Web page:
Now that the world has survived the Y2K bug, doomsayers will be casting about for another looming catastrophe to scare us with. Many will settle on an old classic: We are outstripping the earth's ability to support us.
This idea, which has been around for 200 years or so, has survived despite the many wrong predictions it has generated. Unlike the Y2K panic, it seems impervious to facts.
"The power of population is indefinitely greater than the power in the earth to produce subsistence for man," the British economist Thomas Robert Malthus wrote in 1798. "Population, when unchecked, increases in a geometrical ratio. Subsistence increases only in an arithmetical ratio."
Without deliberate population control, Malthus argued, there would never be enough food for everyone. A certain portion of the human race would always be condemned to a life of bare subsistence, with the population kept in check by starvation.
Since then, assorted critics of capitalism have embellished Malthus's bleak scenario. Chicken Littles such as Stanford University entomologist Paul Ehrlich and the Worldwatch Institute's Lester Brown have warned that we are running out of just about everything that humans use, including water, fuel, wood, metals, and arable land.
In his 1968 book The Population Bomb, Ehrlich declared: "The battle to feed humanity is over. In the 1970s, the world will undergo famines–hundreds of millions of people are going to starve to death in spite of any crash programs embarked on now."
You don't remember the famines? Then you probably also missed the "Great Die-Off" of the 1980s, when billions of people, including 65 million Americans, starved to death. Or so Ehrlich predicted in 1970.
In a less dramatic but equally decisive refutation of the anti-growth faith, the economist Julian Simon bet Ehrlich in 1980 that the inflation-adjusted price of "any standard mineral or other extractive product you name" would be lower a decade later. Ehrlich picked five metals, and in 1990 he had to pay up.
If the neo-Malthusians are embarrassed by such blunders, they're not letting on. In Culture Jam, his recent critique of "our mediated, consumption-driven culture," Adbusters magazine publisher Kalle Lasn pushes "ecological economics," which holds that "the world is already 'full' and further expansion will lead us into an ecological nightmare, a prolonged and possibly permanent 'age of despair.' "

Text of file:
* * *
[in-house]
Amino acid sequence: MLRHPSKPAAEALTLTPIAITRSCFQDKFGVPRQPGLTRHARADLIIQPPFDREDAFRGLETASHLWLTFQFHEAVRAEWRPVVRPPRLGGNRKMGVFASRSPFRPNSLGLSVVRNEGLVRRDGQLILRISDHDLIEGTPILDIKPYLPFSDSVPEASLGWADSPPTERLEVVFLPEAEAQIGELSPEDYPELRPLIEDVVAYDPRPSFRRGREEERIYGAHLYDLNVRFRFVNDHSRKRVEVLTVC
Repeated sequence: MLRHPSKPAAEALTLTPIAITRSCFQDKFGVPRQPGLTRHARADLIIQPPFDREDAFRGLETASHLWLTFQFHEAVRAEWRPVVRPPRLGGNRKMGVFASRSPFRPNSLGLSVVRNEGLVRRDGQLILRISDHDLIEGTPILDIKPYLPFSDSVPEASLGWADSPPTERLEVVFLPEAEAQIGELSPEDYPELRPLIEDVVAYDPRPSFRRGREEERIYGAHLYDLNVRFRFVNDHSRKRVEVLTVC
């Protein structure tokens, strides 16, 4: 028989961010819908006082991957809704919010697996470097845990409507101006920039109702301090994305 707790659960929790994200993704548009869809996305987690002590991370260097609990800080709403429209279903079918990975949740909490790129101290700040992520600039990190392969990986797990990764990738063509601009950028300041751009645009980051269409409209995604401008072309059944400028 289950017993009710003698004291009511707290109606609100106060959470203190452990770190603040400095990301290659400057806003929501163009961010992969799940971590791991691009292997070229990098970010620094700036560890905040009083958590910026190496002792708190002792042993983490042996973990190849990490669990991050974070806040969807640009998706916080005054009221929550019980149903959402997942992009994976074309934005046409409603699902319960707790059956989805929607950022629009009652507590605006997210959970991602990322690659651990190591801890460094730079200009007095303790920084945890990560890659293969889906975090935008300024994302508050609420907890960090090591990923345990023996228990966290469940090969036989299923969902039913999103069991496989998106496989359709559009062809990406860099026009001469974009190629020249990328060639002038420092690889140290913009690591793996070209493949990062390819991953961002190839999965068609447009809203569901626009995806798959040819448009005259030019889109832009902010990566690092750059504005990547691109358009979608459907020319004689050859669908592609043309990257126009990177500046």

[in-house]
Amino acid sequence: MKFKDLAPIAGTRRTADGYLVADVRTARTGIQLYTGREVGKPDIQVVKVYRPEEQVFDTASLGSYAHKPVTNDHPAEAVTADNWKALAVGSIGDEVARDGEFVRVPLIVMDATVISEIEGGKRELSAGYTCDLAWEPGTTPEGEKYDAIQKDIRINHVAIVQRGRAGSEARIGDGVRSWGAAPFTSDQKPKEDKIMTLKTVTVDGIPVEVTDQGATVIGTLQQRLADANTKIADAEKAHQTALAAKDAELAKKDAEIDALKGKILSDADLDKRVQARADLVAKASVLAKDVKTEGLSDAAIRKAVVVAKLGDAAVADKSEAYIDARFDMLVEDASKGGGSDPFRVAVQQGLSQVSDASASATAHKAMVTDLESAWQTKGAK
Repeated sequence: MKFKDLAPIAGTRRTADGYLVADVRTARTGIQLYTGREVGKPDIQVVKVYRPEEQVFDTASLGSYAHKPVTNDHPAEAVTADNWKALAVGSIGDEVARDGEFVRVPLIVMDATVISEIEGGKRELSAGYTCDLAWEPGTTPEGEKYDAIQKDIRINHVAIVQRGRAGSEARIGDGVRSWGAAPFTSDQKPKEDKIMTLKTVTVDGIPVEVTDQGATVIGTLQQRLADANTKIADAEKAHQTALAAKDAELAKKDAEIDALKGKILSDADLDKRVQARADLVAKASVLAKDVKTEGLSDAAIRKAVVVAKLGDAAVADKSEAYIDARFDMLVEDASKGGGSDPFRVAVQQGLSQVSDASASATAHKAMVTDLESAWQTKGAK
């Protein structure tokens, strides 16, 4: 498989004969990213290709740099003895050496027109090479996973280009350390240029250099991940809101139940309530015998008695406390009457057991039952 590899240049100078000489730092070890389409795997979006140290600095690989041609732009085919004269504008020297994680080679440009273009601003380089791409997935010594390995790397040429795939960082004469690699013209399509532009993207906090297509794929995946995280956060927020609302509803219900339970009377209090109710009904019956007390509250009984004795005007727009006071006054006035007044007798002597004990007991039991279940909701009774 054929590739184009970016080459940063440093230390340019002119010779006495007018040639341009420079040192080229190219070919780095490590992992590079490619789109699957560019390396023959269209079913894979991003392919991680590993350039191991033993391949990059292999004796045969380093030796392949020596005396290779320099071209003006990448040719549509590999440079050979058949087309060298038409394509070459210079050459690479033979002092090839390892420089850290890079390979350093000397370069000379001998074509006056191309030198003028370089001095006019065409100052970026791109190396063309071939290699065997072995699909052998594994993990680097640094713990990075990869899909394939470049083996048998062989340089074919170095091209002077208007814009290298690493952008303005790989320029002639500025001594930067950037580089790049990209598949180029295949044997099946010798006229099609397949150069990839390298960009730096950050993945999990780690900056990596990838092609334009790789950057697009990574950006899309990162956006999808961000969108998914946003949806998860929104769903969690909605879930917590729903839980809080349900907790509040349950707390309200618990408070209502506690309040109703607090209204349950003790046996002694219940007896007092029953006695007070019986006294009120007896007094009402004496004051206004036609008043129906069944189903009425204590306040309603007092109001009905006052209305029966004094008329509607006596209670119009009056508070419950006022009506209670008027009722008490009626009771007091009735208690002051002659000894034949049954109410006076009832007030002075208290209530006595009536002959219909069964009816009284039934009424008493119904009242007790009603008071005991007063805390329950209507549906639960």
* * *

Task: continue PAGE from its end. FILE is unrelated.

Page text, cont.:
The Competitive Enterprise Institute offers a cogent response to that position in Earth Report 2000 (McGraw-Hill), a collection of illuminating essays edited by Ronald Bailey, Reason magazine's science correspondent. As Bailey notes in the first chapter, the Malthusian view has been thoroughly discredited by experience.
For one thing, production has more than kept up with population growth. "Between 1820 and 1992," writes Bailey, "world population quintupled even as the world's economies grew 40-fold."
Malthus was also wrong to think that "population…invariably increase[s] where there are means of subsistence." In fact, notes Bailey, "we find that the countries that are the wealthiest and have the greatest access to food–the United States, Germany, Italy, Spain, Japan, France–are precisely those countries that have the lowest birth rates, all of them below replacement levels."
Likewise, the neo-Malthusians are wrong to think that economic growth inevitably leads to environmental degradation. In fact, as Bailey's book shows with data on air pollution and other indicators, "greater affluence means an improving natural environment, not a worsening one."
It's true enough, as opponents of growth constantly remind us, that the earth's resources are finite. But what Malthus missed, and what his ideological heirs fail to appreciate, is the human ingenuity that enables us to arrange those resources in an infinite variety of combinations.
The improvements in agriculture that we have seen in the last century, on a scale beyond anything that Malthus imagined, are just one example of that ingenuity. "The United States uses less than half of the land for farming in the 1990s than it used in the 1920s," Bailey notes, "but it produces far more food now than it did then."
Market incentives constantly drive people to find ways of doing more with less, to devise better "recipes" for the things they need and want. "Two centuries after Malthus," Bailey concludes, "we now know that the exponential growth of knowledge, not of our numbers, is the real key to understanding the promising future that lies ahead for humanity and for the earth."